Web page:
Did Rebecca Kleefisch rush to judgment in the shooting of Jacob Blake?
In 2021, the Milwaukee Journal Sentinel reported that Kleefisch once said “far too many shots” were fired in the police shooting, which was later ruled justified.
We think the quote by Kleefisch raises questions and is worth exploring. While it’s just one quote in many, many public appearances, and there’s no question that she’s been a strong supporter of law enforcement throughout the years, words matter, especially in highly emotionally charged times.
It’s easy for public officials to take an officer’s side when all of the facts are in, but it’s imperative they don’t leap to judgment before facts are in, especially when the public is already inflamed because of a snippet of misleading video.
So what did she really say and what was the broader context?
The Kenosha officer in question, Rusten Sheskey, was later exonerated by a Democratic district attorney. That’s because Blake had armed himself with a knife, was twisting toward the officer, and was about to take off with children in a car that wasn’t his, despite being wanted on a sexual assault warrant.
The Journal Sentinel story, written by Patrick Marley quoted her as saying: “All I know is what I saw and what I heard, which was far too many shots for a man who had his back turned.” She made the comments on Aug. 24, 2020, a day after the Blake shooting and before many details were known beyond the emotionally charged video that went viral.
Tony Evers, of course, rushed to judgment against the officer, saying at the time of the shooting, “While we do not have all of the details yet, what we know for certain is that he is not the first Black man or person to have been shot or injured or mercilessly killed at the hands of individuals in law enforcement in our state or our country.”
Evers maliciously inflamed racial tensions. Kenosha burned as he failed to get the National Guard to that city in time to prevent many of the arson fires that WRN live streamed.
We asked Kleefisch’s campaign about her quote, and they said, “From the beginning, Rebecca has said that 30 seconds of cell phone footage isn’t enough to judge this incident. She was providing an example of why it was important to reserve judgment by describing what a person would see from the video. Rebecca has always believed police officers are forced to make split-second decisions and that it’s never appropriate to criticize them without a full account of the events that transpired. Rebecca is law enforcement’s pick for governor, and that includes an endorsement from Kenosha’s own Professional Police Association Board.”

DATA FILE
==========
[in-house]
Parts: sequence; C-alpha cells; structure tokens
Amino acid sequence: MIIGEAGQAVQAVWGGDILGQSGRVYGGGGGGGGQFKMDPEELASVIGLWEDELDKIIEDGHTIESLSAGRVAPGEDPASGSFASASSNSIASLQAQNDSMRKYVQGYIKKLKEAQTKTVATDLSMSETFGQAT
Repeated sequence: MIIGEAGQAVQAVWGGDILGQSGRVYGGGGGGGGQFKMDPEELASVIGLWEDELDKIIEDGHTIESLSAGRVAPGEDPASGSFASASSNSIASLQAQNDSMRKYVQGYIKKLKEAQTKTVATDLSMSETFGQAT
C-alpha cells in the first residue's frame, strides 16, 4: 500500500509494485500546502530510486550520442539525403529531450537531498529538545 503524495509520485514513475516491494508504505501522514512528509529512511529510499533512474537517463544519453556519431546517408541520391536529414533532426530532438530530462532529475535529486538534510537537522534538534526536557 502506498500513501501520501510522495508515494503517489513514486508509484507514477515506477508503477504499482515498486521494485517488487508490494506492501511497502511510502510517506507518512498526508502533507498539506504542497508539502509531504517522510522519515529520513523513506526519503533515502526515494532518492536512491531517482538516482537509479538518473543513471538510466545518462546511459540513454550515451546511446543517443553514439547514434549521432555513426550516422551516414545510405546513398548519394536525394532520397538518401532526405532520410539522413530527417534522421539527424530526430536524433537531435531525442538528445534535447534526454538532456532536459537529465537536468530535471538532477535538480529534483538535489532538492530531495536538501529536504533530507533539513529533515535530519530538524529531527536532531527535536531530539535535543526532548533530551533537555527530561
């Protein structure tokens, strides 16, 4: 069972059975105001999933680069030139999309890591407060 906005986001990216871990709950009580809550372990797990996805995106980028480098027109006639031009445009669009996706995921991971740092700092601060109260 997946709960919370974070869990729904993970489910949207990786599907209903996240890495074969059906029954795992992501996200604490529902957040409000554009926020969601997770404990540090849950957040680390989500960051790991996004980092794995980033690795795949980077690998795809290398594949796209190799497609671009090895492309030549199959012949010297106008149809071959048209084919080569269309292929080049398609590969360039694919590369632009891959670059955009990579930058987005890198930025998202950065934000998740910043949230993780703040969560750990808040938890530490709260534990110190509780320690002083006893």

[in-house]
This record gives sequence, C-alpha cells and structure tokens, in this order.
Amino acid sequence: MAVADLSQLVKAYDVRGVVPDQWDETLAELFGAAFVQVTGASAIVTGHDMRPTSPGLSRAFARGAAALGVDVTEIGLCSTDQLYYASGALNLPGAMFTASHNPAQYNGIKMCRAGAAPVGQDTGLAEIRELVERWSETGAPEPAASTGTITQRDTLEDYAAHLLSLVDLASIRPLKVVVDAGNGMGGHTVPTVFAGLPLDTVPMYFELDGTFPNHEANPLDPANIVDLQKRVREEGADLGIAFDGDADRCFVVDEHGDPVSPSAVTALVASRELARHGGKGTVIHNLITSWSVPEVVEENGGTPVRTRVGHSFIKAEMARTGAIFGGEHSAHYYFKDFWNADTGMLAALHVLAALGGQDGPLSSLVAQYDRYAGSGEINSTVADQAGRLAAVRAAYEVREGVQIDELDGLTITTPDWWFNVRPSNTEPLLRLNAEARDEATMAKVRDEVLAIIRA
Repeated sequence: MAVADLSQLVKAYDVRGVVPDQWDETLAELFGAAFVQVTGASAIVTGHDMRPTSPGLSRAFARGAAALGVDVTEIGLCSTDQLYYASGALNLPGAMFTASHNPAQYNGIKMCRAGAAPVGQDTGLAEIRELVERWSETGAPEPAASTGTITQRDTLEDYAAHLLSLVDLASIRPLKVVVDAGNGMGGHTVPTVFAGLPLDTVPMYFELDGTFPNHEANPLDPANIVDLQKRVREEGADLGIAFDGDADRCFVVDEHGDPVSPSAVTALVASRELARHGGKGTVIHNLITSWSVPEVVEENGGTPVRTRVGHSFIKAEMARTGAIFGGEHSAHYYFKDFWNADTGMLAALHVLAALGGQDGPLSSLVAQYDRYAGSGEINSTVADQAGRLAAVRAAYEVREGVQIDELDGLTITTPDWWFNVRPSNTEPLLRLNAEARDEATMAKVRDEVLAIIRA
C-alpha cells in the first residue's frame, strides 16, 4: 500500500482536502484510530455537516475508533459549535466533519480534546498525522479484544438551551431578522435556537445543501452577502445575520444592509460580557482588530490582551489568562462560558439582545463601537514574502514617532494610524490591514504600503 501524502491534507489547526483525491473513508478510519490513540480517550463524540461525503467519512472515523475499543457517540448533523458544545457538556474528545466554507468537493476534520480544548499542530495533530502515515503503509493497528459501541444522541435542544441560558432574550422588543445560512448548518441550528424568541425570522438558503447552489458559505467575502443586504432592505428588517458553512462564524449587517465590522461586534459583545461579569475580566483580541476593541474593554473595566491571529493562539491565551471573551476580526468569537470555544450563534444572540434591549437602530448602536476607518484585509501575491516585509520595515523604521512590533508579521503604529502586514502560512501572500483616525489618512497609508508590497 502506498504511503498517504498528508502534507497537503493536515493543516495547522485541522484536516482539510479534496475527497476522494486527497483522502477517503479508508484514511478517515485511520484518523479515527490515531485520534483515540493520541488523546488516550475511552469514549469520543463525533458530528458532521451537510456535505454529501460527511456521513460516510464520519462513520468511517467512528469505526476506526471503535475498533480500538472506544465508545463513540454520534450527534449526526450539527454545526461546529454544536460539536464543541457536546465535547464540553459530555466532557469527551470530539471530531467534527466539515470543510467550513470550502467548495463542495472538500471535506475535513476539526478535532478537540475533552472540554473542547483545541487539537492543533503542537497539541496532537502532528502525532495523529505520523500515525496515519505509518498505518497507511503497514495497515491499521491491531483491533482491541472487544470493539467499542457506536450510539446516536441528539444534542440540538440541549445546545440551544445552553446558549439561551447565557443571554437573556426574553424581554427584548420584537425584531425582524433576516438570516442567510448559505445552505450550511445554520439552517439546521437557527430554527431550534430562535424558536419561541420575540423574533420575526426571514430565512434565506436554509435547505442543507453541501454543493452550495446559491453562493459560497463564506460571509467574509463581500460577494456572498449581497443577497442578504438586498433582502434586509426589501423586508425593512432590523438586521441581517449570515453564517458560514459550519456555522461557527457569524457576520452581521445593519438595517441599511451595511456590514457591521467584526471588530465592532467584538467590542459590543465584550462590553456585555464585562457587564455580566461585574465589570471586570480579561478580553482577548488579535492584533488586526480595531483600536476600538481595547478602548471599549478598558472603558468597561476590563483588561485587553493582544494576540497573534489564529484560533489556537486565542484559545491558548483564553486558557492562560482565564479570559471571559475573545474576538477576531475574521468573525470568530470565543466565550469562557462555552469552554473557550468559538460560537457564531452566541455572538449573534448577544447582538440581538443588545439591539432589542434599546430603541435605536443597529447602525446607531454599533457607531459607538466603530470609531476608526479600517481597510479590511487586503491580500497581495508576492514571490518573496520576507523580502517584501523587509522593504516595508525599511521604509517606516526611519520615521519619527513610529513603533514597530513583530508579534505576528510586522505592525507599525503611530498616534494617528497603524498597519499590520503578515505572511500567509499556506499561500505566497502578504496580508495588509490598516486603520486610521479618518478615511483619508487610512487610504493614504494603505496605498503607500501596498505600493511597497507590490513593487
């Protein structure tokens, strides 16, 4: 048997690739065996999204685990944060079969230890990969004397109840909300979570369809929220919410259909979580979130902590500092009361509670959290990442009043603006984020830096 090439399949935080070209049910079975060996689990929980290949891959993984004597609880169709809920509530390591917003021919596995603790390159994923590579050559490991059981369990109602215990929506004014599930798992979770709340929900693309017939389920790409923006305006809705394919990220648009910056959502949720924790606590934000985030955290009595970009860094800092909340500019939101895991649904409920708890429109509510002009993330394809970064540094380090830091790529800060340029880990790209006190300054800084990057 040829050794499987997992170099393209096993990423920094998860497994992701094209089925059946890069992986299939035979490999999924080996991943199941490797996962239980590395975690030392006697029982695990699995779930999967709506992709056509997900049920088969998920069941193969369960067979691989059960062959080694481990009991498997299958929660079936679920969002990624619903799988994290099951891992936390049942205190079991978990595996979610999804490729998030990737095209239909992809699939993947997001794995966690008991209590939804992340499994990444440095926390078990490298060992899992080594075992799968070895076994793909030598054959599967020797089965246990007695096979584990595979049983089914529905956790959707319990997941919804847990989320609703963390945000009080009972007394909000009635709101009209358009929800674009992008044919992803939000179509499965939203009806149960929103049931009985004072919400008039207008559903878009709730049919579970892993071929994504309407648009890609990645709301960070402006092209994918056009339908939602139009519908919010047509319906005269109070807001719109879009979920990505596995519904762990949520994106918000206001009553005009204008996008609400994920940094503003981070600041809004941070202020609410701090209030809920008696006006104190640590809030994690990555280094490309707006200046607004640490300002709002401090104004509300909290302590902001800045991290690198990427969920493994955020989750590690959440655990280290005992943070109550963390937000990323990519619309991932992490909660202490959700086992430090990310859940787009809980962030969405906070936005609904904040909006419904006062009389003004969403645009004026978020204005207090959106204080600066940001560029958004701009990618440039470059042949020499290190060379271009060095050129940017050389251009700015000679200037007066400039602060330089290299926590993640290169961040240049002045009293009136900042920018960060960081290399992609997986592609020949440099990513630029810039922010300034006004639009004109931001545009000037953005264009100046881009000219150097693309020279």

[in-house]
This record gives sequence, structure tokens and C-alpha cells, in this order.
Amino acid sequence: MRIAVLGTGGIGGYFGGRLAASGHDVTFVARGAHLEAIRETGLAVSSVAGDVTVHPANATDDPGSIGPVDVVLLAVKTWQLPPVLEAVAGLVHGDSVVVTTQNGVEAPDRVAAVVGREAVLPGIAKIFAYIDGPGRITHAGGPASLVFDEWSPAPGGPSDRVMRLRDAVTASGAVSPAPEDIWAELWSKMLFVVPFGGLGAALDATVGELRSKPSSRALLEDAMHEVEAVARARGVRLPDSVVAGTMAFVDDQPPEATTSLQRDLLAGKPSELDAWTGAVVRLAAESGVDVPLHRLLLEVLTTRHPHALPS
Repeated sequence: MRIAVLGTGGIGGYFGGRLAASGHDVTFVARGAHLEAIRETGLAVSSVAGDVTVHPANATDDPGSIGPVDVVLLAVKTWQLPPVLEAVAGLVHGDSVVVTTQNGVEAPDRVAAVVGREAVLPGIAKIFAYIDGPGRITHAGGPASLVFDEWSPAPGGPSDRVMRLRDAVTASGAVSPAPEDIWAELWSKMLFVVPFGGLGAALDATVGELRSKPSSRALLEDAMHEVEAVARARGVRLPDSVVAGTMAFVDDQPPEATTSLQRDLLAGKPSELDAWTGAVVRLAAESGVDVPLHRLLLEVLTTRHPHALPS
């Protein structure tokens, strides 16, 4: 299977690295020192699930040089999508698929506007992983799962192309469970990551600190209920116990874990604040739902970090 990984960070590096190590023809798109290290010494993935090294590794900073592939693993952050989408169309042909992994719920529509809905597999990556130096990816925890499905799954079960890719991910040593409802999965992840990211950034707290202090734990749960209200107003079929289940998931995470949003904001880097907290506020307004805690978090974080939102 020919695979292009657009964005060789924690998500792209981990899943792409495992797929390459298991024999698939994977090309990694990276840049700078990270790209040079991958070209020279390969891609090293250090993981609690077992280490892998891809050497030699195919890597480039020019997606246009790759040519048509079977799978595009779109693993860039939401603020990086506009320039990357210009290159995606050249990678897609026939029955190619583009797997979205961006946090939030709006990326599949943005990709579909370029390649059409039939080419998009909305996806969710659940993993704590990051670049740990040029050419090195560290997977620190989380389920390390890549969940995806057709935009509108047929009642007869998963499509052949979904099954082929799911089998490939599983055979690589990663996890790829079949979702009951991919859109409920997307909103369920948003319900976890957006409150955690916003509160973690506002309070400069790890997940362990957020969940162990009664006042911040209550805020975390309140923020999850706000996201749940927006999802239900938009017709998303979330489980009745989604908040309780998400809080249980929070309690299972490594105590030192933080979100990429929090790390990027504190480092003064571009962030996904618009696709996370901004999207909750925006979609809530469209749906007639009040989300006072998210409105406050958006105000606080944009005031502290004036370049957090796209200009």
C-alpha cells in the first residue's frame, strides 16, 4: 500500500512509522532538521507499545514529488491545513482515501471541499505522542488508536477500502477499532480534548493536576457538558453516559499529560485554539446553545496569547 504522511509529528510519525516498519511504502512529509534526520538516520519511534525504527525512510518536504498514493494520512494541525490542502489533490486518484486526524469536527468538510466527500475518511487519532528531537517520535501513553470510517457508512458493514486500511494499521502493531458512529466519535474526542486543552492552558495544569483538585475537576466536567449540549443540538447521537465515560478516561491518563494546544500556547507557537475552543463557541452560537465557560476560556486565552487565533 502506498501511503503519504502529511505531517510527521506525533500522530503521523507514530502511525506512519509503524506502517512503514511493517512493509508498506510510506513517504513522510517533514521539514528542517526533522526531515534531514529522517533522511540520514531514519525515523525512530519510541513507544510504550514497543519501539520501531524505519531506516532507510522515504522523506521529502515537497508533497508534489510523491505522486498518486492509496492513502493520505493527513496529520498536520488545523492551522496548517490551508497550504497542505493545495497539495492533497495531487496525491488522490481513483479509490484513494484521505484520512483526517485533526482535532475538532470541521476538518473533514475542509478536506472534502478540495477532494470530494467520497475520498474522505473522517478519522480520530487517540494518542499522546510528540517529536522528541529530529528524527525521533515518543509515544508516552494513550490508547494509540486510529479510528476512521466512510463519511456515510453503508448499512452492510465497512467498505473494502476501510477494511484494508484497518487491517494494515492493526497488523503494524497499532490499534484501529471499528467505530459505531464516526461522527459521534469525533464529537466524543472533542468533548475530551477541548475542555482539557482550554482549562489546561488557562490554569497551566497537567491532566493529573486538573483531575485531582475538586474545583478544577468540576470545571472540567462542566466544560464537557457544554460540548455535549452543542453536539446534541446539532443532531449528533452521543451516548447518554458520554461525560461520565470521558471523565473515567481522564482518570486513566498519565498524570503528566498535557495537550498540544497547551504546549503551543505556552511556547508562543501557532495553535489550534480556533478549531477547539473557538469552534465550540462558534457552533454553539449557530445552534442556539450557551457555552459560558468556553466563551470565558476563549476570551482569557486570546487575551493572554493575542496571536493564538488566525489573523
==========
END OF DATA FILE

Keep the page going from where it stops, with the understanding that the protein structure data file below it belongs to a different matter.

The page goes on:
What’s the greater context?
According to WISN-TV, Kleefisch was asked about the Kenosha police shooting at Waukesha County Republican Party Headquarters in a q and a with reporters. She was there to support President Donald Trump.
“When we have a leader who speaks to safety and who speaks to equality, the bully pulpit of the presidency or any sort of political leadership role is an opportunity to unite people and help good cops have the support that they deserve and weed out the bad cops that we don’t want on the streets,” she said. “That is a danger to society and I think that is something we can all agree on.”
Shortly after the shooting and long before the officer was exonerated, reporters pressed Kleefisch about whether she was saying Sheskey was a bad cop. She said she would, in the words of WISN-TV, “wait to pass judgment until an investigation was finalized.”
The fuller quote is:
“All I can judge by is the cellphone video that’s been passed around Twitter and Facebook over the last 24 hours. From what I saw, it looked horrific. From what I saw, it was something that scared me and scared my kids. I don’t know what the investigation is going to yield. All I know is what I saw and what I heard, which was far too many shots for a man who had his back turned.”
The original Journal Sentinel story from Aug. 24, 2020, on that event, was headlined, “At Trump event, Rebecca Kleefisch criticizes state leadership on Kenosha shooting.” It didn’t even get into the “too many shots” quote.